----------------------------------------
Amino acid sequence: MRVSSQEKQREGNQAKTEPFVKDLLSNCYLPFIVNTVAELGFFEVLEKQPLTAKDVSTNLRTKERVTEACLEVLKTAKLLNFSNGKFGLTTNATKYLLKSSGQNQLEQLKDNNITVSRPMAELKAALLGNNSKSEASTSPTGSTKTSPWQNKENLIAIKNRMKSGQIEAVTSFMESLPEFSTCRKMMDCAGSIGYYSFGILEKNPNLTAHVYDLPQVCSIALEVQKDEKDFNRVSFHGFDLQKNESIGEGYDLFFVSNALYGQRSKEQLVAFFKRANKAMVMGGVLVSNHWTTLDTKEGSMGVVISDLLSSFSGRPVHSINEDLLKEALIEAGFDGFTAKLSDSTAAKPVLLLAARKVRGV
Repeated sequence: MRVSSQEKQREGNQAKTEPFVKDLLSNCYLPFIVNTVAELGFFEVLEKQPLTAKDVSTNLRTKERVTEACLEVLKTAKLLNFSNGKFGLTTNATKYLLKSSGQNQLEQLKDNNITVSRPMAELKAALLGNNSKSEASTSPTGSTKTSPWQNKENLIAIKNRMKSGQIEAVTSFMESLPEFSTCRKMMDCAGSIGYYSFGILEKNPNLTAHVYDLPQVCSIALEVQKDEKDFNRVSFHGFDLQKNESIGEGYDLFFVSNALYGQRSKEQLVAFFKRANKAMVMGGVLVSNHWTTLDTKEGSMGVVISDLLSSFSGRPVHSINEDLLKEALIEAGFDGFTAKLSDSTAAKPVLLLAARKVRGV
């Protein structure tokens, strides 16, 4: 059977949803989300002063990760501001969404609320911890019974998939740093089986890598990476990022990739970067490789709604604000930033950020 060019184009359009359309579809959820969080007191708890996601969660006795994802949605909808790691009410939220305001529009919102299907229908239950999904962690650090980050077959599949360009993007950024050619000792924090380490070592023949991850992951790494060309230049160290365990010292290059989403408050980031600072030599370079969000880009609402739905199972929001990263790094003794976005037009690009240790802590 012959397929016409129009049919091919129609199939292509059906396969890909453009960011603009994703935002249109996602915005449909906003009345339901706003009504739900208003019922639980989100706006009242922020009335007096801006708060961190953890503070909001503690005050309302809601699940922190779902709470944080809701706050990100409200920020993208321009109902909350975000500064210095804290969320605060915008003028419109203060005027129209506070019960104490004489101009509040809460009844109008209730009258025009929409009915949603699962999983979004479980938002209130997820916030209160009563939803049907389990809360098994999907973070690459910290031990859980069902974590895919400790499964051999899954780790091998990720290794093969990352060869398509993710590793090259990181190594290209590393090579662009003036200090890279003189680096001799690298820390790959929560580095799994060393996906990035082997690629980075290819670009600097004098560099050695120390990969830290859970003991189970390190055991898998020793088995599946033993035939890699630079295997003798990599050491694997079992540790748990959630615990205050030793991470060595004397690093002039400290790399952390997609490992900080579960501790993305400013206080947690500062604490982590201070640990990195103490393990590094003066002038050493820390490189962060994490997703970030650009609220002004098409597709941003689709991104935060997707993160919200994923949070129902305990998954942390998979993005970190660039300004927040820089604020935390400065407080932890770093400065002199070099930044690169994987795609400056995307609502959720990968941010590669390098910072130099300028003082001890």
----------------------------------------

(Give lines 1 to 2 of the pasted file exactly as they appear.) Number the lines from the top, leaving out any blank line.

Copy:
Amino acid sequence: MRVSSQEKQREGNQAKTEPFVKDLLSNCYLPFIVNTVAELGFFEVLEKQPLTAKDVSTNLRTKERVTEACLEVLKTAKLLNFSNGKFGLTTNATKYLLKSSGQNQLEQLKDNNITVSRPMAELKAALLGNNSKSEASTSPTGSTKTSPWQNKENLIAIKNRMKSGQIEAVTSFMESLPEFSTCRKMMDCAGSIGYYSFGILEKNPNLTAHVYDLPQVCSIALEVQKDEKDFNRVSFHGFDLQKNESIGEGYDLFFVSNALYGQRSKEQLVAFFKRANKAMVMGGVLVSNHWTTLDTKEGSMGVVISDLLSSFSGRPVHSINEDLLKEALIEAGFDGFTAKLSDSTAAKPVLLLAARKVRGV
Repeated sequence: MRVSSQEKQREGNQAKTEPFVKDLLSNCYLPFIVNTVAELGFFEVLEKQPLTAKDVSTNLRTKERVTEACLEVLKTAKLLNFSNGKFGLTTNATKYLLKSSGQNQLEQLKDNNITVSRPMAELKAALLGNNSKSEASTSPTGSTKTSPWQNKENLIAIKNRMKSGQIEAVTSFMESLPEFSTCRKMMDCAGSIGYYSFGILEKNPNLTAHVYDLPQVCSIALEVQKDEKDFNRVSFHGFDLQKNESIGEGYDLFFVSNALYGQRSKEQLVAFFKRANKAMVMGGVLVSNHWTTLDTKEGSMGVVISDLLSSFSGRPVHSINEDLLKEALIEAGFDGFTAKLSDSTAAKPVLLLAARKVRGV